2017 Media Day Round Up

by Mike Trudell
Lakers Reporter

The 2017 Media Day at the glistening UCLA Health Training Center was my 10th covering the Lakers … which means Lonzo Ball was nine years old back when I was following Kobe, Pau and Phil Jackson around the Toyota Sports Center.

Below is a summary of what you need to know as the players went from interview, to photo shoot, to Spectrum TV or ESPN radio promo and more on Monday afternoon:


As we've learned rather quickly, Lakers GM Rob Pelinka likes to tell stories. So it was no surprise that, when he kicked off Media Day with a noon press conference, he opened in kind.

The essence of it: legendary coach and scout and current Lakers consultant, 90-years-young Bill Bertka, told Pelinka he'd never seen a group of young players that are so competitive and eager to improve in all his years of watching hoops.

Pelinka added that he's excited about how many players have worked this summer to get into "world class shape," and that the Lakers could be described like a line he heard in the hit show "Hamilton," paraphrased such: "We're young, we're scrappy and we're hungry."

He did offer a guarantee, not about how many games the Lakers will win, but that fans are going to "love watching this team," because "every night you're going to see the competition level is going to be a 10 out of 10." Of course, it's very difficult to compete as hard or harder than another NBA team for 82 nights, but Pelinka wants that to be the standard.


If you ask Magic Johnson, acquired-by-trade Brook Lopez is more important to the Lakers than some may think.

"People don't realize that the key to this team is really Lopez," Johnson said. "He's going to draw that center out, so Julius (Randle) will have more room to operate now once he attacks his man. When they run the pick-and-roll with Brook and Lonzo, that big man's got to make a decision."

As such, reports that Lopez has been limited of late due to a back issue needed to be addressed, even though Lopez did not appear to be too worried about it.

"Just some back spasms," he said. "Nothing serious at all. I'll be participating through training camp, doing a lot of the activities. It's, again, nothing serious. Just something we want to continue to monitor so it doesn't become serious."

Lopez went on to explain that nothing happened to cause the spasms that he knows of. There was no point of injury. The back just flared up on him.

Luke Walton took a question about the health of Lopez and the rest of the team.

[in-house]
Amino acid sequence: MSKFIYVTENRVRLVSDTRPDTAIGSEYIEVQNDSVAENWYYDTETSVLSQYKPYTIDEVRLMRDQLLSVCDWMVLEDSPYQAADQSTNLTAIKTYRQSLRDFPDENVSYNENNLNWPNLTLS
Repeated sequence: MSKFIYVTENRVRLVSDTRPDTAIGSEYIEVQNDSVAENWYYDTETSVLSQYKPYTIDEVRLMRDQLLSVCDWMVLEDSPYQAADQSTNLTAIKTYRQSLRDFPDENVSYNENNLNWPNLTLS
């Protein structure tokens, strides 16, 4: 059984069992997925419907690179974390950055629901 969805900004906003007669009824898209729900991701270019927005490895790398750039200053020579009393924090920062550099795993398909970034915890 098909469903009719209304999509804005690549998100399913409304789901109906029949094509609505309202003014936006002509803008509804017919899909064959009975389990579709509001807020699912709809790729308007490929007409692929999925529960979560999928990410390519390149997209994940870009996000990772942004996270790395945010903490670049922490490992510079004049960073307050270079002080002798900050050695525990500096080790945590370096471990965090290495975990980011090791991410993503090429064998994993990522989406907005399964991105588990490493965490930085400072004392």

"Brook will be limited," Walton said. "(Andrew) Bogut has some Visa thing going on, he won't be able to be out there. Josh Hart has a little bit of a hamstring thing, so he'll probably be limited at least for Day 1."

Stay tuned for updates on all three throughout the week.


Since my first Media Day, Kobe Bryant was the guy that attracted the largest number of cameras and voice recorders, naturally. Today, perhaps obviously, that recognition went to Lonzo Ball.

When asked what he wants to focus the most upon in terms of improving, Ball mentioned his body. Simply getting stronger and developing in that way is going to help, given the fact that the 19-year-old is going against "grown men" on a daily basis.

I spent some time asking Ball's teammates and coaches about him, and was met with showers of praise. The players love both his game and his personality, which features a rare combination of confidence and humbleness, something that's already endeared him within the locker room. The coaches love his infectious style of play, the fact that he makes teammates better just be being next to them on the floor, and the basketball IQ that makes him quickly receptive to instruction.

"The way he plays, the unselfish brand is how we want to do it," said Walton. "We're changing up the style a little bit because we have a point guard that likes pushing the ball up the floor. We're going to tweak some of the offensive stuff we do around the fact that he plays the way he does, and hopefully (that) becomes contagious."


I'll refer you to this piece we did last week with Ingram for a closer look at everything he did in the offseason.